By being one’s individual inscribed mark, the signature reveals aporia that should be noted. Given its unique character – which implies an act at each execution – the signature reveals, in the ultimate analysis, the unrepeatable nature of the happening but given that it should correspond to its model it becomes a replica, which means that it is also defined by iterability. Thus, making a signature is at the same time a unique but repeatable act and yet in terms of a manuscript, gestual and singular, and in terms of the mechanical, reproducible and analogous.
In question is a type of automisation of the tracing which defines the style of drawing and painting, for example. From there it becomes possible to speak of signature with respect to the engravings at Côa, referring not to the apposition of one’s very name written in calligraphy below drawn figures – as in modern art where the artist signs the work or makes his/her very own signature the work of art in itself – but rather an iterability of the tracing of these figures which brings them closer, identifying the same closed hand, the same body. It is possible to better understand the explanation given by specialists for the regime of signatures in the Côa engravings: “The admirably decorated rock surfaces, such as 1 and 24 of Piscos, 3 of the Quinta da Barca, 11 of the Canada do Inferno or 16 of the Vale de José Esteves, among others, justify the individualisation of the hand of some of the unknown Grand Masters of Côa, to whom we symbolically give the names of the places where even today their works of rock art are kept.”;
Style, as in signature, is an autographical practice which is neither defined nor imitated but rather is executed, each time singularly, each time confirming this very singularity – inimitable yet iterable. Thus it is the recurrence of the tracing that constitutes the style; otherwise it would be just the fortuitous tracing of a mark.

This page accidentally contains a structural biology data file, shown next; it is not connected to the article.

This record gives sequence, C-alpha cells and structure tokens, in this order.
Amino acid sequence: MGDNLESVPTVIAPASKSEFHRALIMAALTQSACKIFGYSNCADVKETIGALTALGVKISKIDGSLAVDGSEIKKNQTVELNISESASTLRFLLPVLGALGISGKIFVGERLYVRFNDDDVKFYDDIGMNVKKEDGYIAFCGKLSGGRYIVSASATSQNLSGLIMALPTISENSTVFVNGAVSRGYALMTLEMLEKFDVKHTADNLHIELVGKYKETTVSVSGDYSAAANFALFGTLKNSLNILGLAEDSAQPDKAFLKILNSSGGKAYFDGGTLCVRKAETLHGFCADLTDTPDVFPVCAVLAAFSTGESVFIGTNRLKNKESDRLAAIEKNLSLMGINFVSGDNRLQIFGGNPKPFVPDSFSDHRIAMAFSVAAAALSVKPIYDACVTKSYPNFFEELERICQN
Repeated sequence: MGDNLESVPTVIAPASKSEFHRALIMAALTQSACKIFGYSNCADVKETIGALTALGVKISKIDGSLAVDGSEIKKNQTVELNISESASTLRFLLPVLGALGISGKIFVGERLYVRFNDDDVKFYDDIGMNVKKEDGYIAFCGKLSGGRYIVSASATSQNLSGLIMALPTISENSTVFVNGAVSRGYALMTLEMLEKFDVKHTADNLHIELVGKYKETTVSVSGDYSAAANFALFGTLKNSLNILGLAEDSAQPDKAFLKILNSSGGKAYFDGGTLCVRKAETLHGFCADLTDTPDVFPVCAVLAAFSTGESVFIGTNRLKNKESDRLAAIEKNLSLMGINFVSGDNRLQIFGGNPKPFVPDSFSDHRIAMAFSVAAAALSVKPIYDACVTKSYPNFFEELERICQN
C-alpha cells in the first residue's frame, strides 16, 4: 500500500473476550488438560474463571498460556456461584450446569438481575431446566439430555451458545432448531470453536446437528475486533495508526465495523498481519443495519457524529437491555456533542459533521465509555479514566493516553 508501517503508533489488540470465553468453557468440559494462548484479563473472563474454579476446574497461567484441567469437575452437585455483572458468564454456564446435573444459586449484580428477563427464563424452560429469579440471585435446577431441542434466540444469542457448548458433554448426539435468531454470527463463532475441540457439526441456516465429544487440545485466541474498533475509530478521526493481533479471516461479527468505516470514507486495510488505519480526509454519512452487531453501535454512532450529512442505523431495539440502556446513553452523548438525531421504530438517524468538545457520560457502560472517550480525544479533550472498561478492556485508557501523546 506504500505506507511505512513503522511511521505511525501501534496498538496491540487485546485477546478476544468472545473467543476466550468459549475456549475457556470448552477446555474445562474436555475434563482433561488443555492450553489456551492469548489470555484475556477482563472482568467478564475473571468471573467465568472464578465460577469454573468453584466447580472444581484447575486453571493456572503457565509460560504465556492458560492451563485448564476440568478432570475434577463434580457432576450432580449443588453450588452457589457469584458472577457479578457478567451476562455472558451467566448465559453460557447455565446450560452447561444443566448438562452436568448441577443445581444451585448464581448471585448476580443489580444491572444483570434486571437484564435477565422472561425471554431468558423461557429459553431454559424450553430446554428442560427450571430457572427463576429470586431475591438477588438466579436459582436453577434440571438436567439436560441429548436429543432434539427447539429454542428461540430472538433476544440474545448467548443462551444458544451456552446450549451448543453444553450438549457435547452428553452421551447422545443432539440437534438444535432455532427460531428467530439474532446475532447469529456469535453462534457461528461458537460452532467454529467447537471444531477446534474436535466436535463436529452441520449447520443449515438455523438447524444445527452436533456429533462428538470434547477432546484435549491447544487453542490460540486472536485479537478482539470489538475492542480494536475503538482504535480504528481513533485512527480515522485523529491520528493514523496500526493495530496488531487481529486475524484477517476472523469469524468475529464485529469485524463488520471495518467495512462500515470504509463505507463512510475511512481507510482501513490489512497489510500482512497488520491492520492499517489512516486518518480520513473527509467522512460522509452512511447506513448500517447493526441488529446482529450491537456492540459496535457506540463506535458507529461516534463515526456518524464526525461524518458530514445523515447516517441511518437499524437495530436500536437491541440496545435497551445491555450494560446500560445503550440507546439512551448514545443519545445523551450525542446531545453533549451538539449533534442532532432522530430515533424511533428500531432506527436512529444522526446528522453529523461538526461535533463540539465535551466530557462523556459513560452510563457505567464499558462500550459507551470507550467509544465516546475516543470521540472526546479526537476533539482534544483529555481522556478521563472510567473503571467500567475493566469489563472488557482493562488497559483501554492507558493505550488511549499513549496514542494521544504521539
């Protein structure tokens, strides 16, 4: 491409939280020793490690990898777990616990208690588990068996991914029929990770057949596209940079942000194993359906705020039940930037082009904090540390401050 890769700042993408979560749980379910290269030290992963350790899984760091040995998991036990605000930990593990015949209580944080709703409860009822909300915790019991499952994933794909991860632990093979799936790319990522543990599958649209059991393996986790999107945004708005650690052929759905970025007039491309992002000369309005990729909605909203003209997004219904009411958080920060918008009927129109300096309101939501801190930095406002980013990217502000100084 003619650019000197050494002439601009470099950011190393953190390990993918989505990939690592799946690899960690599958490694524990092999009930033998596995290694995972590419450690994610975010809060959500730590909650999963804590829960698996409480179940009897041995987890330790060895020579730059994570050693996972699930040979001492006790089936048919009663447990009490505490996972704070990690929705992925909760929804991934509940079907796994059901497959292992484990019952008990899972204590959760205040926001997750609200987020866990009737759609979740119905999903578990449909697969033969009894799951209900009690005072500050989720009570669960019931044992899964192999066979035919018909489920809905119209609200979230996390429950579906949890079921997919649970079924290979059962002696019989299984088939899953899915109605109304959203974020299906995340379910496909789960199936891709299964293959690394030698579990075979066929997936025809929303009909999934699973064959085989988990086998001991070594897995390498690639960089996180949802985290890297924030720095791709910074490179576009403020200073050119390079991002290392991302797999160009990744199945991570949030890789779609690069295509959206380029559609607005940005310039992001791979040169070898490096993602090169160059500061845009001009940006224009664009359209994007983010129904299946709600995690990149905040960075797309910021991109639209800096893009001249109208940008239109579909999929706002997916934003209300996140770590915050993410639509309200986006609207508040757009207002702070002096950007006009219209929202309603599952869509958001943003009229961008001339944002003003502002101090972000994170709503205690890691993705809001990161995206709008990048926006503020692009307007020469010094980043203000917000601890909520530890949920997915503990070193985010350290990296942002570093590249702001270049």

Performative value: The fact that a signature is an autographical mark does not imply that its definition and scope expire, that is, the reach of its act. In a signature there is a performativity that comes from the fact that it gives of itself in an act, that it is a statement. Not only does it legitimise, affirm or confirm what comes before it as an act, it self-legitimises. As Derrida stated: “The signature invents the person signing it”, and with it comes a “fabulous retroactivity”.
Finally, it allows the distinction amongst natural signs to operate, occurring by physical contiguity, even if involuntary, between the body and its trace, as is the case with footprints, fingerprints, or traces of blood for example, and symbolic or institutional signs, these latter produced intentionally to perform and have some legal effect, as is the case with notaries and their actions, for example. From the legal standpoint, a signature is a way to validate or legitimise an action. The analysis of the evolution of judicial procedures shows that the signature has come to replace one’s testimony; but more than this, it has affixes in the present an act from the past as it also promises in the present a future with a promise, a commitment sealed as “with a promise.” Thus we have revealed the economy and efficacy of its nature.